We explore the neural and behavioural features of memory across development.


Early Life Adversity

Early life adversity is a major risk factor for the development of both physical and mental health problems.   

We examine the effects of early life adversity on fear memory, extinction, and anxiety-like behaviour, as well as the neural bases of these effects.  Further, we are also interested in potential treatments that can ameliorate the effects of early life adversity, such as probiotics.

Recent publications:
Richardson, R., Bowers, J., Callaghan, B.L., & Baker, K.D. (2021). Does maternal separation accelerate maturation of perineuronal nets and parvalbumin-containing inhibitory interneurons in male and female rats? Developmental Cognitive Neuroscience, 47, 100905.

Cowan, C.S.M., Stylianakis, A.A., & Richardson, R. (2019). Early life stress, microbiota, and brain development: probiotics reverse the effects of maternal separation on neural circuits underpinning fear expression and extinction in infant rats. Developmental Cognitive Neuroscience, 37, 100627.

Elliott, N. & Richardson, R. (2019). The effects of early life stress on context fear generalisation in adult rats. Behavioral Neuroscience, 133, 150.

Kan, J.M. & Richardson, R. (2018). Ghost of mother's past: previous maternal stress leads to altered maternal behavior following a subsequent pregnancy in rats. Developmental Psychobiology, 60, 278-291. 


Fear and Extinction during Adolescence

Many anxiety disorders emerge during adolescence. Unfortunately, standard treatments for anxiety (such as exposure therapy) are less effective in this population.

We investigate possible neural mechanisms underlying the adolescent impairment in extinction, as well as behavioural and pharmacological methods to resolve this deficit. Furthermore, we examine the effects of poor diet and chronic stress on fear and extinction learning during this developmental window.

Recent publications:
Bisby, M.A., Richardson, R., & Baker, K.D. (2020). Developmental differences in the effects of CB1/2R agonist WIN55212-2 on extinction of learned fear. Progress in Neuropsychopharmacology & Biological Psychiatry, 99, 109834.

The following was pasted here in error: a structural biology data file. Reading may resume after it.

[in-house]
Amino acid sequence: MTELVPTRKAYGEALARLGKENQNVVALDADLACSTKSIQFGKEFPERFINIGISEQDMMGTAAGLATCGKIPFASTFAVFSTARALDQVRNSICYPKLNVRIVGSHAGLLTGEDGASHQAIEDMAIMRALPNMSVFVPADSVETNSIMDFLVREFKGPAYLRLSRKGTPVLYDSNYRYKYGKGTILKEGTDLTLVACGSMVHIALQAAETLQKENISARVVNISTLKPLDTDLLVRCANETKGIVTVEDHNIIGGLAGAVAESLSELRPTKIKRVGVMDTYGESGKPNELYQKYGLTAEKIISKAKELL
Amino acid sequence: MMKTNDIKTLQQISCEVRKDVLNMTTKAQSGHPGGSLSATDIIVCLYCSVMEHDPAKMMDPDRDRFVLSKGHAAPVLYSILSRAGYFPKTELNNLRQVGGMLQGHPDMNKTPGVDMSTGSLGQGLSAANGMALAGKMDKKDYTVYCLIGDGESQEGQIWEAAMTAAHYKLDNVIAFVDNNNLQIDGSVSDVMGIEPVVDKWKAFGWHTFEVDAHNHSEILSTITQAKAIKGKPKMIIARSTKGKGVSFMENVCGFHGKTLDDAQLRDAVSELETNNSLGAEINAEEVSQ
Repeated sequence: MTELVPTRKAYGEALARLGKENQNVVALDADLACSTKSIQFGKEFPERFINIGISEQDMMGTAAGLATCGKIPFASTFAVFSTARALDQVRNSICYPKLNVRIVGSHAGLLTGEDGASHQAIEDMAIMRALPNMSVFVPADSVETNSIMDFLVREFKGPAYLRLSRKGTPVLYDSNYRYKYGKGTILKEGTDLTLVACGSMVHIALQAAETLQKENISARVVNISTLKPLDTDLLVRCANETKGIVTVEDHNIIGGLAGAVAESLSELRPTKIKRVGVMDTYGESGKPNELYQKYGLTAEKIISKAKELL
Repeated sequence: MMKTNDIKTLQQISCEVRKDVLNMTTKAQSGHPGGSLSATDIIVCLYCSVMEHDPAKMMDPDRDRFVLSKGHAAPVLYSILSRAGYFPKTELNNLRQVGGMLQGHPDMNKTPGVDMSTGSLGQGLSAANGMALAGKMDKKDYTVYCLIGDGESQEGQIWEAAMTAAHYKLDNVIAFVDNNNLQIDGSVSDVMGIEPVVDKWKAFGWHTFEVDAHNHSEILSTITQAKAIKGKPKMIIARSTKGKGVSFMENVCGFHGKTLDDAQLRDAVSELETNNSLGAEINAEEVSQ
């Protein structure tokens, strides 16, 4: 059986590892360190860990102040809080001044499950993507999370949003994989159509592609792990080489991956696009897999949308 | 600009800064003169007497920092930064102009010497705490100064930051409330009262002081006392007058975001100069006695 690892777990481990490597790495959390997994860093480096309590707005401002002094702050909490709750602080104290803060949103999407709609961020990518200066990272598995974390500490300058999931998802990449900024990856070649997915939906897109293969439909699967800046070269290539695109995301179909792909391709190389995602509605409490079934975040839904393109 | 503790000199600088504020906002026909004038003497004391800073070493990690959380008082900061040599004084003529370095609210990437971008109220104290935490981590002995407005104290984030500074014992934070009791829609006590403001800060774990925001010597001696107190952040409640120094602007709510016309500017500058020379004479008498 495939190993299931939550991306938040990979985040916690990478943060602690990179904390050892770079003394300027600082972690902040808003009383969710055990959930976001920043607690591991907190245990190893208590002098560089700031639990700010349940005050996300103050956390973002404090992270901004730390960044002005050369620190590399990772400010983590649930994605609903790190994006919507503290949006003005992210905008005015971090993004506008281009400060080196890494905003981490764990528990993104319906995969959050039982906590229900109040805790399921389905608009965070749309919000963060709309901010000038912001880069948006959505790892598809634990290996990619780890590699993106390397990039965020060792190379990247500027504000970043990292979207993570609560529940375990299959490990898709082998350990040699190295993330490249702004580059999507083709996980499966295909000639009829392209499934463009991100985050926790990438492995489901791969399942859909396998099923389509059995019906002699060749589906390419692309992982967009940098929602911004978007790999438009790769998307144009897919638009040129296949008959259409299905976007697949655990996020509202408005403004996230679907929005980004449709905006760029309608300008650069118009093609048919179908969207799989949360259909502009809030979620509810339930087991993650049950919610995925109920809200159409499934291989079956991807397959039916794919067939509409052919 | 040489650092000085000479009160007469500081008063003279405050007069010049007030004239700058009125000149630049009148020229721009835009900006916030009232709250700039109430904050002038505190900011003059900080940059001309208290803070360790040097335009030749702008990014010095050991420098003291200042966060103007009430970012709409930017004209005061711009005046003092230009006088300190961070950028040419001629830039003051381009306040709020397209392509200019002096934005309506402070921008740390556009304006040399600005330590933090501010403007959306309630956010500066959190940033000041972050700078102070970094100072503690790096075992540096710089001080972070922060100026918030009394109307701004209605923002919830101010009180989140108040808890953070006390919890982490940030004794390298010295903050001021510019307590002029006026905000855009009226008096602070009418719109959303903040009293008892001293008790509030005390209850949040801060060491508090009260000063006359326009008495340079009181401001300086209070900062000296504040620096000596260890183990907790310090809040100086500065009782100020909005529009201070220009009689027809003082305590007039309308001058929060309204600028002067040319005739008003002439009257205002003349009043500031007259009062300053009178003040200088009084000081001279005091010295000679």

Stylianakis, A.A., Richardson, R., & Baker, K.D.,(2019). Timing is everything: developmental differences in the effect of chronic corticosterone on extinction retention. Behavioral Neuroscience, 133, 467.

Zimmerman, K.S., Richardson, R., & Baker, K.D. (2019). Maturational changes in prefrontal and amygdala circuits in adolescence: implications for understanding fear inhibition during a vulnerable period of development. Brain Sciences, 9, 65.


Individual Differences

There are substantial individual differences in how humans and animals respond to stress. These differences partially explain who will be "resilient" and who will be "vulnerable" following stress exposure or trauma.

We examine individual differences in fear learning and memory, anxiety-like behaviour, and response to extinction-enhancing pharmacological adjuncts. In addition, we also examine biomarkers associated with this individual differences.  

Recent publications:
Harmon-Jones, S.K. & Richardson, R. (2021). Maternal care, infant fear memory retention, and the moderating role of variations in separation-induced ultrasonic vocalizations. Developmental Psychobiology, 63, e22177.

Harmon-Jones, S.K., Cowan, C.S.M., Shnier, N., Richardson, R. (2020) Is good memory always a good thing? An early offset of infantile amnesia predicts anxiety-like behavior throughout development in rats. Behaviour Research and Therapy, 135, 103763.  

King, G., Graham, B.M., & Richardson, R. (2018). Effects of d-cycloserine on individual differences in relapse of fear. Progress in Neuropsychopharmacology and Biological Psychiatry, 84, 115-121.

King, G., Graham, B.M., & Richardson, R. (2018). Individual differences in fear relapse. Behaviour Research and Therapy, 100, 37-43. 

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